"Gio" Colunga found a home in Lindsay
Vida En El Valle
(Published Tuesday, March 13th, 2012 12:49PM)
DOWNEY-- Jonathan Colunga's high school soccer career ended on the Warren High School soccer field last Saturday.
Note: Visit the photo gallery to see photos from the CIF So-Cal Regionals.
His Lindsay High Cardinals (24-2-3) lost the CIF Southern Regional championship to St. Augustine High (San Diego) 2-1 in a thrilling overtime match.
Lindsay's Abraham Betancourt (the team's leading scorer with 36 goals) sent the game into overtime with a 22-yard, straight-on goal with nine seconds left in the 80-minute regulation match.
Many Lindsay players dyed a gold streak on their head to mimic a Mohawk in honor of the Central Section title they won. Colunga is nicknamed "Gio," after Mexican superstar Giovani Dos Santos.
The loss did little to damper Colunga's enthusiasm for the game he grew up with in Guanajuato, México.
Colunga -- one of 11 seniors (six of them starters) -- moved to Lindsay two years ago at age 16 to live with his uncle Juan Torres. He came in search of an education and high school soccer.
His parents, Vicente and Alma Colunga, remain in Guanajuato running their small business that sells over-the-counter medicine. Also left behind were his two younger brothers.
Colunga talked about his family and the support received from his teammates, coaches and parents at Lindsay High.
His sophomore season was challenging.
"I remember every single day taking a dictionary to school. I remember having to look up everything the teacher said, and everyone would laugh at me," said Colunga, moments after the loss.
"I didn't speak any English, but I found the right people in school who told me how to succeed in life. Now, if I can pursue my dream of getting into college, I will go. I hope to find a scholarship. If I can't, then I think I will go back to México, and take this as a good learning of life."
Shortly afterwards, he receives another hug from a parent, a thanks for a match well-played and for a great season that included 54 assists.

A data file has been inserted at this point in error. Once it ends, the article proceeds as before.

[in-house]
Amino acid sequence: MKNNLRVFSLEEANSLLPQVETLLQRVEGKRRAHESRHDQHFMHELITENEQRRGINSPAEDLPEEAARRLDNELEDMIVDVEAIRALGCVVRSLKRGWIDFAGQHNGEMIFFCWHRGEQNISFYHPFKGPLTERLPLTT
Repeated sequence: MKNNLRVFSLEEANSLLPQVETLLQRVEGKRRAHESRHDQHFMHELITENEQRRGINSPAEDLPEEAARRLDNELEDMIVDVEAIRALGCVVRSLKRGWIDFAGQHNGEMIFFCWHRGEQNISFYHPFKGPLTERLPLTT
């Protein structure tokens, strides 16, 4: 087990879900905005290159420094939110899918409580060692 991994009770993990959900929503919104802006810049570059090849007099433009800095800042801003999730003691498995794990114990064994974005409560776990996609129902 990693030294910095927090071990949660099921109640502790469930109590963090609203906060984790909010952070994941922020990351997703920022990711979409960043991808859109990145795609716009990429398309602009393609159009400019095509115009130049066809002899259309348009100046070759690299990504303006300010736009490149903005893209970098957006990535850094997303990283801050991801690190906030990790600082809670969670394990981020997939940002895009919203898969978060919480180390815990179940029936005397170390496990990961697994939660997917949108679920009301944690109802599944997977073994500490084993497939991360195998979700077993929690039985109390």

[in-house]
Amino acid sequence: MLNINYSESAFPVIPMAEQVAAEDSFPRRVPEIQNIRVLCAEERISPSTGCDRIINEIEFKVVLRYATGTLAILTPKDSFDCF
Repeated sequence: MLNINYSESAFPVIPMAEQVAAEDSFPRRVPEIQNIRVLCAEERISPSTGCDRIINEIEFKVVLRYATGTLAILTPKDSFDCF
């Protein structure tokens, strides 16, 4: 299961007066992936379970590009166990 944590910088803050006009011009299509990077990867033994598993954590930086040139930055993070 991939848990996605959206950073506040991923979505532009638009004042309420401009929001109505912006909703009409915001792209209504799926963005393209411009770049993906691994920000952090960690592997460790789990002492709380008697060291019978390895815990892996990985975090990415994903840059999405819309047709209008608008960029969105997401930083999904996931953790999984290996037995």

Assistant coach Benjamín Orozco II quietly comforted Colunga and several other players, who are unsuccessfully fighting off the tears, by telling them they made history. This was Lindsay's first trip to a Southern Section championship in any sport.
His sophomore season, Colunga worked in the orange orchards that nearly surround the eastern Tulare County community.
"I wanted to see how hard it is to succeed in life. I picked oranges," he recalled. "A friend told me, 'There's no better education than the one that you receive in school.'" He worked alongside other immigrants from México.
"I remember seeing the other workers, and I told myself, I was blessed because I was in school. It's so hard for them. But I have the opportunity to be here (playing soccer), even though we didn't win," he added.
Four-year Lindsay head coach Fode Douimbia, an immigrant from Senegal, understands.
"I have been in his shoes. I consoled him, I talked to him and did what I could to help him through the early stages of a young immigrant that came to a new country," said Douimbia, who arrived in the U.S. nearly 20 years ago.
"His soccer skill helped him make good friends as quick as possible," said Douimbia.
"He was missing his family, but then he noticed that a lot of people cared," said Orozco.
"He's worked cleaning lawns, fixed sprinklers for some of the parents. And now, for our team to go to Los Ángeles, it's great. A lot of them, all they know is agriculture, orange trees. This was another perspective."
Colunga's younger brothers, Alan, 13, and Uriel, 11, may wind up in Lindsay soon for the same opportunities because they play soccer too.
"I think if you came here, and you want to pursue your dream in the United States, then nothing can stop you, if you really want it. You'll find a way to keep going in life. That's what I like about the United States; there's a lot of help for immigrants," said Jonathan.
Despite the loss, many of the Cardinals were comforted by the approximate 200 supporters in the stands. Upon arriving back home late Saturday night, the busses passed by Kennedy Elementary School, where the marquee read, 'Kennedy is proud of our LHS team.'
Among the fans was Yolanda Flores.
"We don't have any children playing soccer," said Flores, one of the adults who paid the $28 for a seat on the fans' bus. "We're here for Lindsay, we're here for the team. Our team is fantastic! They have nothing, nothing to be ashamed of, they've done great."
Colunga feels "very lucky to be with such good people in this beautiful town." "I think I found the right people, the right place, the right team. We played very hard and we made history in our community. We're a family, everyone treats each other like a brother. And we're going to keep on going, working hard."
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